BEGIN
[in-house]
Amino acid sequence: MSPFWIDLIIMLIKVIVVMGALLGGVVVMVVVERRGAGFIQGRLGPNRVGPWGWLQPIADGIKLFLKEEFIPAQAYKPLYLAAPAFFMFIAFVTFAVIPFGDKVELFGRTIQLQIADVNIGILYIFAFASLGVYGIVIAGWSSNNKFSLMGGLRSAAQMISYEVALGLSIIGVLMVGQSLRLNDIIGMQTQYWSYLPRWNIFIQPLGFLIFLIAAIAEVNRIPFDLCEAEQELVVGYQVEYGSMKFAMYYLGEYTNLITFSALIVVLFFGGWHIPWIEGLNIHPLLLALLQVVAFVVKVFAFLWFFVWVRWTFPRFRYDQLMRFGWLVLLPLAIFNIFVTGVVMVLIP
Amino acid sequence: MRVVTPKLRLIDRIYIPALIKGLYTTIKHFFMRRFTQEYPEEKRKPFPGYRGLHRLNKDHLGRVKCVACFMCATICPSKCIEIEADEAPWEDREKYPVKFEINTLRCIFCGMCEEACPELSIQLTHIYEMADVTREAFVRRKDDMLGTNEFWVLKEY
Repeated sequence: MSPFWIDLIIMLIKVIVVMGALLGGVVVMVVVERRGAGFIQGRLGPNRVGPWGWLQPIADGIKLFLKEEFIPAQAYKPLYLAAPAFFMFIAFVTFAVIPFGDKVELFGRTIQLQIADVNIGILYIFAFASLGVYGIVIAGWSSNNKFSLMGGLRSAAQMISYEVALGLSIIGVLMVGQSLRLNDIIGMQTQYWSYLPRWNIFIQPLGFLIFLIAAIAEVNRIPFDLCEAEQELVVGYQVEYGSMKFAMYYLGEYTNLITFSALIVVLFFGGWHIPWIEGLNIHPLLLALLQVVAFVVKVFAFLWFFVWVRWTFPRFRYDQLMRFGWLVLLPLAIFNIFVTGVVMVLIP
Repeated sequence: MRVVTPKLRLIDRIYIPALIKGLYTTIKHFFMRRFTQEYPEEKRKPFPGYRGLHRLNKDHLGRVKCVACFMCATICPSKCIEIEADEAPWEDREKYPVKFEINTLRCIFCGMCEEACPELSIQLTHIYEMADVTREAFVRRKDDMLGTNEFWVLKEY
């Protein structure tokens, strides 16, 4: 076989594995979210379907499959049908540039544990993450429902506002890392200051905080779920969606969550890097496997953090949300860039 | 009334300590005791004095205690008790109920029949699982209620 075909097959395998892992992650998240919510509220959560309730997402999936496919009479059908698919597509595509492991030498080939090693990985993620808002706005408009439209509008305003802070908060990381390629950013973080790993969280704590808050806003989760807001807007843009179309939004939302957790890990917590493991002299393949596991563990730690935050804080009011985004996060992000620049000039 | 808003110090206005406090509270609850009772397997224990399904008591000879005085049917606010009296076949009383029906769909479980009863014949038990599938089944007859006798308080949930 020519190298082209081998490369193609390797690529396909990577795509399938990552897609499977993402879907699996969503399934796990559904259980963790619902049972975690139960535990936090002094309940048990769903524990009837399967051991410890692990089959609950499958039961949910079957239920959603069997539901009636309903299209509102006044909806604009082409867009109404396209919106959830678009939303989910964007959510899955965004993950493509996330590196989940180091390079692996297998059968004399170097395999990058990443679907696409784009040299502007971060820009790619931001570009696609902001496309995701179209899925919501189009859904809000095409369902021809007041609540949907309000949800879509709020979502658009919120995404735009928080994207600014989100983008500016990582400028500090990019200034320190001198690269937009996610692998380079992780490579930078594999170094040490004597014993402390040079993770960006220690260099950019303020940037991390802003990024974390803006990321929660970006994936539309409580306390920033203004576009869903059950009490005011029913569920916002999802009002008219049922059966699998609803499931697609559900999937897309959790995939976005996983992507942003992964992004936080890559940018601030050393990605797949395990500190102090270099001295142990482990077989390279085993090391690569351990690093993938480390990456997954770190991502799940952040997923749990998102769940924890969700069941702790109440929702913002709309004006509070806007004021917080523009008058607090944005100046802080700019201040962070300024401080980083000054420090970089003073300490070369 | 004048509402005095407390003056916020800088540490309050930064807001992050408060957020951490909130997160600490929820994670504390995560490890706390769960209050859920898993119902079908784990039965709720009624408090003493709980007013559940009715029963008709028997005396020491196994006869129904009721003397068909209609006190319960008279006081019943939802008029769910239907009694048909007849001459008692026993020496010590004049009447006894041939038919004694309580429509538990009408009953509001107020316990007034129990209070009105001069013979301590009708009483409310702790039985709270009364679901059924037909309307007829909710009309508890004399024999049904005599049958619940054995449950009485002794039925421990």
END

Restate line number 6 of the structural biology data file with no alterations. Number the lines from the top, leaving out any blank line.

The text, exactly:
């Protein structure tokens, strides 16, 4: 076989594995979210379907499959049908540039544990993450429902506002890392200051905080779920969606969550890097496997953090949300860039 | 009334300590005791004095205690008790109920029949699982209620 075909097959395998892992992650998240919510509220959560309730997402999936496919009479059908698919597509595509492991030498080939090693990985993620808002706005408009439209509008305003802070908060990381390629950013973080790993969280704590808050806003989760807001807007843009179309939004939302957790890990917590493991002299393949596991563990730690935050804080009011985004996060992000620049000039 | 808003110090206005406090509270609850009772397997224990399904008591000879005085049917606010009296076949009383029906769909479980009863014949038990599938089944007859006798308080949930 020519190298082209081998490369193609390797690529396909990577795509399938990552897609499977993402879907699996969503399934796990559904259980963790619902049972975690139960535990936090002094309940048990769903524990009837399967051991410890692990089959609950499958039961949910079957239920959603069997539901009636309903299209509102006044909806604009082409867009109404396209919106959830678009939303989910964007959510899955965004993950493509996330590196989940180091390079692996297998059968004399170097395999990058990443679907696409784009040299502007971060820009790619931001570009696609902001496309995701179209899925919501189009859904809000095409369902021809007041609540949907309000949800879509709020979502658009919120995404735009928080994207600014989100983008500016990582400028500090990019200034320190001198690269937009996610692998380079992780490579930078594999170094040490004597014993402390040079993770960006220690260099950019303020940037991390802003990024974390803006990321929660970006994936539309409580306390920033203004576009869903059950009490005011029913569920916002999802009002008219049922059966699998609803499931697609559900999937897309959790995939976005996983992507942003992964992004936080890559940018601030050393990605797949395990500190102090270099001295142990482990077989390279085993090391690569351990690093993938480390990456997954770190991502799940952040997923749990998102769940924890969700069941702790109440929702913002709309004006509070806007004021917080523009008058607090944005100046802080700019201040962070300024401080980083000054420090970089003073300490070369 | 004048509402005095407390003056916020800088540490309050930064807001992050408060957020951490909130997160600490929820994670504390995560490890706390769960209050859920898993119902079908784990039965709720009624408090003493709980007013559940009715029963008709028997005396020491196994006869129904009721003397068909209609006190319960008279006081019943939802008029769910239907009694048909007849001459008692026993020496010590004049009447006894041939038919004694309580429509538990009408009953509001107020316990007034129990209070009105001069013979301590009708009483409310702790039985709270009364679901059924037909309307007829909710009309508890004399024999049904005599049958619940054995449950009485002794039925421990």